It was a bull-headed chinook, and the sight of the dime-bright salmon emerging from the dark water of the lower Columbia River is one I wouldn’t forget even if it hadn’t been repeated dozens of times over the next three days.
Over the best Labor Day weekend of our lives, we caught big hook-jawed chinooks and torpedo-shaped cohos. We caught keepers—hatchery fish that can be recognized by their missing adipose fins, which were clipped before they were released into the river as juveniles three years ago—that we introduced to our cooler after mandatory photo sessions. We caught the big, deep-sided “upriver brights” (URBs, everybody calls these 4-year-old chinooks). We caught and released wild fish so fresh from the ocean that parasitic sea lice still hung from their gill plates. We had doubles and triples, and hooked so many fish that after a while, Tom no longer fired up his camera when we brought a salmon to the net. My teenage boys giggled and joked.
Buzz didn’t do so much fishing as he did coaching, talking his passengers through tutorials in big-water salmon tactics. He showed us how to plug-cut herring so that the bait spins in the water at just the right frequency. He demonstrated how to slowly pay out line from his level-wind reels so that the bottom-bouncing weight doesn’t tangle with the bright flasher or the Day Glo spinner that trails behind it. He taught the twins how to recognize the difference between the sharp tick, tick, tick of a lure bouncing along the sandy bottom of the river and the lazy persistent pulse of a mooching salmon. And he reinforced how rare this moment was: so many salmon nosing up the river that catching them sometimes seemed as easy as trolling a bait off the bottom, setting the sharp hook in the fish’s jaw, and then holding on as the muscular fish tugged and pulled against the pressure.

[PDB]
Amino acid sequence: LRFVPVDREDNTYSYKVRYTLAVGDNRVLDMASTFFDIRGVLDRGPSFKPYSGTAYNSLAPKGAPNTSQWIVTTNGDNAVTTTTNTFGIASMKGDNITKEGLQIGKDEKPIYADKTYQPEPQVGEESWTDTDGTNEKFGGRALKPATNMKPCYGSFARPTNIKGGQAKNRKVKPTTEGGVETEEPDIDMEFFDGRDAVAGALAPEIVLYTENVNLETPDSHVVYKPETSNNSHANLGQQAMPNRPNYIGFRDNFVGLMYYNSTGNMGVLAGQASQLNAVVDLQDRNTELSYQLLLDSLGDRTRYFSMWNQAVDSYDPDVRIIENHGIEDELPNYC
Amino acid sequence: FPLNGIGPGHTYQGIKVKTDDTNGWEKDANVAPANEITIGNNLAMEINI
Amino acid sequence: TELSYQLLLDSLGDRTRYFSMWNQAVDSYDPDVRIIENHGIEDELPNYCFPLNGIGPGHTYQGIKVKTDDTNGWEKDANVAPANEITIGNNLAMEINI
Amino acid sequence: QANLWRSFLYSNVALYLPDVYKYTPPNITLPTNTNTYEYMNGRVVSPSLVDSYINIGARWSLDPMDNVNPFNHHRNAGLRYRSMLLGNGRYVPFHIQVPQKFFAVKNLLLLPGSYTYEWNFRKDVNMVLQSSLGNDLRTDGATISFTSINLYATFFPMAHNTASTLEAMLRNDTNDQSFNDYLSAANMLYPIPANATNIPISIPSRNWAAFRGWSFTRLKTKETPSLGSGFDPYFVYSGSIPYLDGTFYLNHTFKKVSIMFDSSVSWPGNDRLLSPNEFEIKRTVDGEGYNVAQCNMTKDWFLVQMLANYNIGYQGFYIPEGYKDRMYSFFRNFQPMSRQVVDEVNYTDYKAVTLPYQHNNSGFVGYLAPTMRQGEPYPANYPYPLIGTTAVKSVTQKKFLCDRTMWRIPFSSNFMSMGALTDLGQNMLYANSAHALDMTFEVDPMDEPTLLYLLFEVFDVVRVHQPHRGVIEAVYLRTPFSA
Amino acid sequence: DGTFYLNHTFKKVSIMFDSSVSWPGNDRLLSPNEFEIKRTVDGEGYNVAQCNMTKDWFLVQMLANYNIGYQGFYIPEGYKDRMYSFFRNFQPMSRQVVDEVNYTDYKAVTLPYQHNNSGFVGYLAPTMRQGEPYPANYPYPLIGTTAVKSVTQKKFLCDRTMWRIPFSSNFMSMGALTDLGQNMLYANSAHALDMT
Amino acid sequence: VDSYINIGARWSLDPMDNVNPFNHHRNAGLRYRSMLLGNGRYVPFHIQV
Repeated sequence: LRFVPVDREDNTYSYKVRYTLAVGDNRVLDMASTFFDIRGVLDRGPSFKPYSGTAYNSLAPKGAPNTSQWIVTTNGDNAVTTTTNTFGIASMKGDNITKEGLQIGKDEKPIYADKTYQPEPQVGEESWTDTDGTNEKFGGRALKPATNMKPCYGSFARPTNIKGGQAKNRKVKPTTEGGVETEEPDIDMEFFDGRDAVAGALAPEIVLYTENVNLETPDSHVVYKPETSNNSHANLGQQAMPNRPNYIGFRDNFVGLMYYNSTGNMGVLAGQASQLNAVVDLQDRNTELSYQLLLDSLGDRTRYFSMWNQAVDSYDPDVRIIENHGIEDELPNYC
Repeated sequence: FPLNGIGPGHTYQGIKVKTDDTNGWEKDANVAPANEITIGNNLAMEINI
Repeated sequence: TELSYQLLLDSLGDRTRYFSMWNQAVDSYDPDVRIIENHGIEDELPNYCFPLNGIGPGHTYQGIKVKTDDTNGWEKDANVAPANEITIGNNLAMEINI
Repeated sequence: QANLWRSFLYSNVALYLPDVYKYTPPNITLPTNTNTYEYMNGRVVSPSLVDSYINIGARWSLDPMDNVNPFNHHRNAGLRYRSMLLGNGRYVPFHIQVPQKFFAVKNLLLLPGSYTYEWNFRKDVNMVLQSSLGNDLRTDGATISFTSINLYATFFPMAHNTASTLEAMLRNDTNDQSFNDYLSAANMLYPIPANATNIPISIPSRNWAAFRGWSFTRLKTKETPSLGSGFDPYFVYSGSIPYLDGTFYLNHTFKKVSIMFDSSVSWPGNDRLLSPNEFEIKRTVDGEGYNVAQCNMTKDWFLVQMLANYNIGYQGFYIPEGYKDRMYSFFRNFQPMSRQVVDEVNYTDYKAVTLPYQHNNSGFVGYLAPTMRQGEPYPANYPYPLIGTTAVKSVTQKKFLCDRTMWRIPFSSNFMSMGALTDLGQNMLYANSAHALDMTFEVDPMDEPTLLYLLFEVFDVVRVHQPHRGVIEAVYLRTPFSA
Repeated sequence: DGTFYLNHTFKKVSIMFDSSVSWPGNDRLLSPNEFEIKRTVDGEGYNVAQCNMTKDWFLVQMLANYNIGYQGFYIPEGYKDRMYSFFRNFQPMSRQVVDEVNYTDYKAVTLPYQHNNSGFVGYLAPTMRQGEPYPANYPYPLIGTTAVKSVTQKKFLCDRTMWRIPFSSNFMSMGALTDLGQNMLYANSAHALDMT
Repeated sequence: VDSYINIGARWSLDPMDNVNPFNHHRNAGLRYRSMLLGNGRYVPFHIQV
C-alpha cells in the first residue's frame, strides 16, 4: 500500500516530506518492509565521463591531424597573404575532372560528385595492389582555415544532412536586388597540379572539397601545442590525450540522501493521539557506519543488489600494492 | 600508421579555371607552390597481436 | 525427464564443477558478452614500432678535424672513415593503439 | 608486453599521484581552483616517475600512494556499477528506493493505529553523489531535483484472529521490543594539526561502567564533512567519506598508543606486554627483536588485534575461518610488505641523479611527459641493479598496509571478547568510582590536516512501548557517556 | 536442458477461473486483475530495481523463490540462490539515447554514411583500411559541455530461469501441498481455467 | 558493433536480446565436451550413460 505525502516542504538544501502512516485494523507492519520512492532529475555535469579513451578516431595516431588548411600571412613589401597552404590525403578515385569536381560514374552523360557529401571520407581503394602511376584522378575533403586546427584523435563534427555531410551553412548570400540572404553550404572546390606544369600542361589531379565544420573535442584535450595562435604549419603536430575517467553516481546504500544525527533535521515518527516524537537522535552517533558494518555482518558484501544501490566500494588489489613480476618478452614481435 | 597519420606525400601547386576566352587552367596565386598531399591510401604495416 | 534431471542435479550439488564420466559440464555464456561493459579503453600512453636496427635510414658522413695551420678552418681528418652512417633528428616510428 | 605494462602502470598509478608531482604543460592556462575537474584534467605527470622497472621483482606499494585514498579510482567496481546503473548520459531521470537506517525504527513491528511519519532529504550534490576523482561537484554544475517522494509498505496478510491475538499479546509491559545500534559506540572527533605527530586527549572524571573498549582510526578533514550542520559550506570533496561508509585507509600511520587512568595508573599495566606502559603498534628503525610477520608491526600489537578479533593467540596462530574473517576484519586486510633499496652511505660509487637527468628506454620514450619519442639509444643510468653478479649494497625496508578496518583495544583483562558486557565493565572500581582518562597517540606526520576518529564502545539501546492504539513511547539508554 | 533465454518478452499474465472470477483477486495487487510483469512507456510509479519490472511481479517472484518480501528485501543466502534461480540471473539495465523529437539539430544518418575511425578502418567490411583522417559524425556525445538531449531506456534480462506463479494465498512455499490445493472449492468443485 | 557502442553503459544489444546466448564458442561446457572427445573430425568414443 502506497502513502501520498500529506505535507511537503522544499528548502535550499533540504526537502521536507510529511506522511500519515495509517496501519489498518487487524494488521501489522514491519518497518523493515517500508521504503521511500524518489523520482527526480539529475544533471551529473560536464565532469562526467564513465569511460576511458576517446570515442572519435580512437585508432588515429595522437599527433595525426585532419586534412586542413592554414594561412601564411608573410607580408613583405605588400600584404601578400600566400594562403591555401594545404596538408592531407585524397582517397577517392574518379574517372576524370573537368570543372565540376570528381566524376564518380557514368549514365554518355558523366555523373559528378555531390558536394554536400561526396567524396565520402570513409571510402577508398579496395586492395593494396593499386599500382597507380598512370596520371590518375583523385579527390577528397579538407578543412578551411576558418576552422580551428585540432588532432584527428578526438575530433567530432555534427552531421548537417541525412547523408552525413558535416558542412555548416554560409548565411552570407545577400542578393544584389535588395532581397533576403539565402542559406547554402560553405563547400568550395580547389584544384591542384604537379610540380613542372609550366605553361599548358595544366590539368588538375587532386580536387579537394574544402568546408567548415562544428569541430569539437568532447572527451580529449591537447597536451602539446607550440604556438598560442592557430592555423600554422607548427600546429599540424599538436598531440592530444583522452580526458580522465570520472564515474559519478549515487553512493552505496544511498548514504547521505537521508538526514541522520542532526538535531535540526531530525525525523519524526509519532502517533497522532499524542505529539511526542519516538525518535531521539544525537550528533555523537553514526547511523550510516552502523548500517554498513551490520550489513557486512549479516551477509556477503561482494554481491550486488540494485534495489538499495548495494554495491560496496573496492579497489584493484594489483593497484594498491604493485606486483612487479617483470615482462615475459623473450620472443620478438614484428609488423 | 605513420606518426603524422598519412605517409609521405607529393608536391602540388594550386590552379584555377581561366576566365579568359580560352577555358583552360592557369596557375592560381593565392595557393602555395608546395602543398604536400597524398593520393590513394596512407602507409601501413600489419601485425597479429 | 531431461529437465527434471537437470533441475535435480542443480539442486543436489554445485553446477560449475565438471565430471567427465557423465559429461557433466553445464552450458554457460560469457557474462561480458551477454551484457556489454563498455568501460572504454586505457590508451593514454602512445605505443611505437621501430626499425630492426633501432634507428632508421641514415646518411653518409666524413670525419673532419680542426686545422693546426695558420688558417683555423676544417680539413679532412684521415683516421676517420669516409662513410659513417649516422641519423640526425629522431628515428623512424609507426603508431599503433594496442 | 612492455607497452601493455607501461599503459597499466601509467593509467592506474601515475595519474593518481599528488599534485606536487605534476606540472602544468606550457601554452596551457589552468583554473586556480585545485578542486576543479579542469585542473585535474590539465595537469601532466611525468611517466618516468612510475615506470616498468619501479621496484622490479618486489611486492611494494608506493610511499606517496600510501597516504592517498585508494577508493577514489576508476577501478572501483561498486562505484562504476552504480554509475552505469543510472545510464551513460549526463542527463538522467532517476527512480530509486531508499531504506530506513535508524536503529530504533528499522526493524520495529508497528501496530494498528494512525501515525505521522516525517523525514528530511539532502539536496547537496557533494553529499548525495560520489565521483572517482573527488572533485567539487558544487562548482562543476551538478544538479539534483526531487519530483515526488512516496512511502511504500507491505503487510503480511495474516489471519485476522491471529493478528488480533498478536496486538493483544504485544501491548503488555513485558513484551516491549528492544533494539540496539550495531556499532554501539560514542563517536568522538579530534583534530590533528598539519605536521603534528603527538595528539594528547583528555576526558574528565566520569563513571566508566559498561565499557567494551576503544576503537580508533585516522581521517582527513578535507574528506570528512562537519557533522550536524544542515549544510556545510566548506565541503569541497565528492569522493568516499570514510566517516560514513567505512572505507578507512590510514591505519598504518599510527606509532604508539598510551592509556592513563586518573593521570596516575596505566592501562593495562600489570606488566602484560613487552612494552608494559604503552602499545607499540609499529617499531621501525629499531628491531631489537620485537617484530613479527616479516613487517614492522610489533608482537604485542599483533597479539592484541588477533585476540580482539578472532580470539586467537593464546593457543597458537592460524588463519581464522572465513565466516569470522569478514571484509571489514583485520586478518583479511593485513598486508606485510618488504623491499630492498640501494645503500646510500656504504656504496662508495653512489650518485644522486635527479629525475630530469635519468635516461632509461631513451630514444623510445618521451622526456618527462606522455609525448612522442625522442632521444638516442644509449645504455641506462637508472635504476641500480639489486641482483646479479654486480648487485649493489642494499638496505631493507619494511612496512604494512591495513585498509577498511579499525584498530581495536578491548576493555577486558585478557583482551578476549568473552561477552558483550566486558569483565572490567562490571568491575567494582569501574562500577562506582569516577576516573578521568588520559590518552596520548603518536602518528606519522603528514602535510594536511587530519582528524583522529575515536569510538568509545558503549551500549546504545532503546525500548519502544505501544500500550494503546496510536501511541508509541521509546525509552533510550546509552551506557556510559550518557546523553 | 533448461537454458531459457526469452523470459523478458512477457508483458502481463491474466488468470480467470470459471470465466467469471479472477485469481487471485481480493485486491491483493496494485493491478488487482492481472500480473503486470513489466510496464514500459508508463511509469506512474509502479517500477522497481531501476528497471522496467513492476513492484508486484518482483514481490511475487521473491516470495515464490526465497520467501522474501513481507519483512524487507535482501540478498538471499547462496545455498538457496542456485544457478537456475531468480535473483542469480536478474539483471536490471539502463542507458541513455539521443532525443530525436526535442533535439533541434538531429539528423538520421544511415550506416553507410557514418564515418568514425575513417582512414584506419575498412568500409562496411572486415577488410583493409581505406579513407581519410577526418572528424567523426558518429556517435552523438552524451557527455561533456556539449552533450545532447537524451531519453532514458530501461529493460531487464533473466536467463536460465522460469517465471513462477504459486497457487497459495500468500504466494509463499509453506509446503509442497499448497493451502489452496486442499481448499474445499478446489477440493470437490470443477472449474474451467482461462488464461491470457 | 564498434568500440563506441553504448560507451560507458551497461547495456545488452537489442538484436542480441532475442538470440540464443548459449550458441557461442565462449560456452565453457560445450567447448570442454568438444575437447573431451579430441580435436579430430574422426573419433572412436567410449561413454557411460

This is another truism of angling: Fish where the fish are, and at least last year—and probably this year (see “If You Go,” below)—there was no concentration of salmon south of Alaska like there was in lower Columbia. Credit for the strong runs goes to spring snowmelt three years ago that flushed juvenile salmon to the Pacific, and favorable conditions in the ocean for the adult fish.
Gateway to the Interior
The Columbia River doesn’t flow into the Pacific Ocean so much as it comingles with it in the miles-wide mouth where sweet water from the east meets saltwater from the west. The lower end of this exchange zone is marked with a big red navigation marker. Buoy 10, it’s called, and from here upstream to the 4-mile-long Astoria-Megler Bridge—which connects Astoria, Oregon, with Washington State—is where seagoing salmon gather to begin their months-long migration up the biggest river in the West.
The standard method of fishing Buoy 10 is to “ride the tide,” drifting with an incoming or outgoing tidal push that concentrates salmon in the cooler water of the river. On a weekend when the fish are in, there can be several hundred boats drifting in unison, then motoring back to the start of the drift, then drifting again and again until the tide changes or the boat’s limit is reached.